This weekend my brother Chris drove into town for the Pitt/Syracuse game. And he dragged me along, because it would be weird to drive 300 miles to go see a basketball game and not talk to your brother. And also I brought my camera.
I'm pretty sure this is the first time I've seen a basketball game that did not involve the Harlem Globetrotters. Anyhoo, more images over in my flickr photostream.
When Toilets Weren't Invented
from Tip-Top Comics #196
This ad feels like the end product of a copywriter who'se completely burned out. "Eh, they're knights, kids. You already know whether you're gonna like 'em or not. So buy. Or whatever. I don't care."
One wonders what he told the art department. "Look, just trace a panel from this week's Prince Valiant or something. These things sell themselves. Now if you'll excuse me I have a hangover to sleep off."
By my count, there are four exclamation points in this ad, and it amuses me that one of them is used to emphasize that the weapons and banners are interchangeable. As if little Jimmy wasn't going to bite, but then was all, "Whoa, interchangeable weapons! TAKE MY DOLLAR!"
Five-Card Nancy Rides Again!
You may have been wondering why I've been treading water, snarking on ads from old comics. Well, it's because I've been working on this...
If you're not familiar with Scott McCloud's Five-Card Nancy, here are the rules:
- Find a reprint book of Nancy strips. Xerox a good portion of the book, and cut up the xeroxes so that you end up with lots of small pieces of paper, each containing only one panel.
- Get four or five players. Shuffle and deal everyone five panels face-down (or just have everyone choose five face-down cards from the pile). Pick a panel randomly from the pile and place it face-up on the upper left-hand corner of the playing surface. This is panel one.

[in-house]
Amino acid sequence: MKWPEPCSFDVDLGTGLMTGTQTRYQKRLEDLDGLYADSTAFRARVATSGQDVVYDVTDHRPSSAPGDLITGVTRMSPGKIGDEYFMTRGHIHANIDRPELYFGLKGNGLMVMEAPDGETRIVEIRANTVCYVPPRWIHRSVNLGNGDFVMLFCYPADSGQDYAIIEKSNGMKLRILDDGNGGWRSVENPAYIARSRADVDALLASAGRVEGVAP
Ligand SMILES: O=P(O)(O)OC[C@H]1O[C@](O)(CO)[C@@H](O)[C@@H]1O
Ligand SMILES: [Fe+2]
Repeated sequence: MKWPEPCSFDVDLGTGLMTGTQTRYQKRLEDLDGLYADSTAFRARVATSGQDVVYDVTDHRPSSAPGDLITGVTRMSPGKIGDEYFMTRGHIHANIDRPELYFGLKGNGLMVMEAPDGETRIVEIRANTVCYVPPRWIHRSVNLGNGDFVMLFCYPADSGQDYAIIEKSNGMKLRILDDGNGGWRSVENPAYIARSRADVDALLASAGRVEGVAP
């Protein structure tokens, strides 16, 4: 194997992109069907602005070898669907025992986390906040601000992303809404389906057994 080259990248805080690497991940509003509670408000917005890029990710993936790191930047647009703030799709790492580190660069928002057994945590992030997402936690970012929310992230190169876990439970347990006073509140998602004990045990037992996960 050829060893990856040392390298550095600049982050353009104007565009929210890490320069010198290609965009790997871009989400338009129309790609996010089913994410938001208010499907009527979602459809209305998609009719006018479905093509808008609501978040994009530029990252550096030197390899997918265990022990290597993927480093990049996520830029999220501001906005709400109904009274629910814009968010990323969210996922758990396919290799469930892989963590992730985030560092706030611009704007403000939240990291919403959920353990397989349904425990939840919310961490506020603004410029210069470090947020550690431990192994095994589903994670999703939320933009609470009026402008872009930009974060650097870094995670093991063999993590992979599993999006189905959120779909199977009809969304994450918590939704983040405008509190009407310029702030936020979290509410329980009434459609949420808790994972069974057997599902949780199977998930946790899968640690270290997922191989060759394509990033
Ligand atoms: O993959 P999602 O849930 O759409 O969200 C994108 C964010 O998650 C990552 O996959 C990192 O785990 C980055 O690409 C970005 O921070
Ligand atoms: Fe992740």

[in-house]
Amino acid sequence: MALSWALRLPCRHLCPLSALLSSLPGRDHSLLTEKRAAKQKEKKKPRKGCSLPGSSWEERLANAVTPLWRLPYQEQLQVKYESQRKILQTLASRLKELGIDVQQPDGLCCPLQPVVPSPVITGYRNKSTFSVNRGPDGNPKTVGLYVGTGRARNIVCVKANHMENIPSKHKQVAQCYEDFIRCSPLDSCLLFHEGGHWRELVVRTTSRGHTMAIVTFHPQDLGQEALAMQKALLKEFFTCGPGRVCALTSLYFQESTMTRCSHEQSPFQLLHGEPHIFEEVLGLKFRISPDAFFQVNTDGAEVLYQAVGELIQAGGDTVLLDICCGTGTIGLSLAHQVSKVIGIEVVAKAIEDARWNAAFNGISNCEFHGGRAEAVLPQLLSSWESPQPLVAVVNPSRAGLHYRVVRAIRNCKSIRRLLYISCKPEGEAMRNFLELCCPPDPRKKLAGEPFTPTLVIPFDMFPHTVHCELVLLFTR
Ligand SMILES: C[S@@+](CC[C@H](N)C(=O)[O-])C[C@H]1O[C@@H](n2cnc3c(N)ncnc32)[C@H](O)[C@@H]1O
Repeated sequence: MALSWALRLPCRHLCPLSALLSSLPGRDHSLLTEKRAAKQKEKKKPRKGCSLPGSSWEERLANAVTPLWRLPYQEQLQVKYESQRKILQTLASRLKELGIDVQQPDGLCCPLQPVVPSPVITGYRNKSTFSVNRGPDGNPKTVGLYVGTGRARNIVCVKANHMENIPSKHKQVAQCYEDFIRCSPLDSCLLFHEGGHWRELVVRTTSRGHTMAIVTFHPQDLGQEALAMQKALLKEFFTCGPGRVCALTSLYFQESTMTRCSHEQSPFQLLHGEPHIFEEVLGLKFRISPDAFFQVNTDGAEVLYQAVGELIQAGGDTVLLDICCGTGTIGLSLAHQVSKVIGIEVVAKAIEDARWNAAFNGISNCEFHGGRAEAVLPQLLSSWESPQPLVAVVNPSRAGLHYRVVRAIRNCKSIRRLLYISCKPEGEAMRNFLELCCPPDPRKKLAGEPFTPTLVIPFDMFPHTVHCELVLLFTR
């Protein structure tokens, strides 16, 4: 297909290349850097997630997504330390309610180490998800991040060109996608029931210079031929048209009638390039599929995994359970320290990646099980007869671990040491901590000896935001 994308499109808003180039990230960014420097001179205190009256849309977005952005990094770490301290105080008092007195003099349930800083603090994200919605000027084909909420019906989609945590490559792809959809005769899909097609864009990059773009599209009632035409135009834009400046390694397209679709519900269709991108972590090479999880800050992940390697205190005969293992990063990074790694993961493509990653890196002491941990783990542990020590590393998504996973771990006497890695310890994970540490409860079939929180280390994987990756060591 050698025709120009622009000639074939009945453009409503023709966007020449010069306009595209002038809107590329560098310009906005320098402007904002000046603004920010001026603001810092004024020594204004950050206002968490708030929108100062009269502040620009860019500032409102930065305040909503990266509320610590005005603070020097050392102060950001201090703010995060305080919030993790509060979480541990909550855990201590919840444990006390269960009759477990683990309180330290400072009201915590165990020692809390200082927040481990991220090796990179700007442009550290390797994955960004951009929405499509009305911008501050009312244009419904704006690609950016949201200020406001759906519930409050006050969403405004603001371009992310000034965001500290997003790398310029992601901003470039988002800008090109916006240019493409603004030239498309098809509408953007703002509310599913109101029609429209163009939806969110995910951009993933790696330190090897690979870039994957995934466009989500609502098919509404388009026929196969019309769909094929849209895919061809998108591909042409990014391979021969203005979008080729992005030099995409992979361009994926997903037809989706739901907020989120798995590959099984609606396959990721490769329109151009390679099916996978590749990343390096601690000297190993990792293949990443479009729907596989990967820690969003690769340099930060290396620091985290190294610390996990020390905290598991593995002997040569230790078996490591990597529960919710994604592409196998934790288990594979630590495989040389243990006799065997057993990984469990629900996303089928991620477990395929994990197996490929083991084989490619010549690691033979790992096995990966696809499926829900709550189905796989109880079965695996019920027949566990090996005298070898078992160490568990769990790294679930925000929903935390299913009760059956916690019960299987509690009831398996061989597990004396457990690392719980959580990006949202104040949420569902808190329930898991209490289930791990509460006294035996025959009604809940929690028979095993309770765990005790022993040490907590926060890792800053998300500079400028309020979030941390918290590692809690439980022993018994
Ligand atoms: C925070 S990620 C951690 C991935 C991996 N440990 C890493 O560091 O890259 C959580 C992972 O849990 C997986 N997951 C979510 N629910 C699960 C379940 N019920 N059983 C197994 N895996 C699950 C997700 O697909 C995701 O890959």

- Take turns going clockwise around the table. Each person can either put down one of the panels in their hand face-up next to whatever the last panel put down was, or choose to trade in one of their cards for two randomly selected cards from the deck.
- When you put a panel down, the other players vote on whether or not it makes a good continuation of the story-so-far. If the majority votes that it is a good continuation, then the panel stays. If the majority votes that it's not a good continuation, then you have to put the panel back into your hand, and it's still the next person's turn.
- First player to get rid of all the cards in their hand wins.
This is a solitaire version of that game, so you can never really "win." (On the other hand, you can always grab the full URL of your game and share it with anyone).
This new version features:
- Cleaner back-end code
- Niftier front-end interface
- More panels
- Higher-quality panels (boy howdy, are they higher-quality)
What are you waiting for? Go play!
(And, if for some reason, you ever need to access the old version, you can find it here.)
(Also, before you say anything, I know the mobile version sucks right now. I'm working on it. But if you have any suggestions feel free to leave a comment.)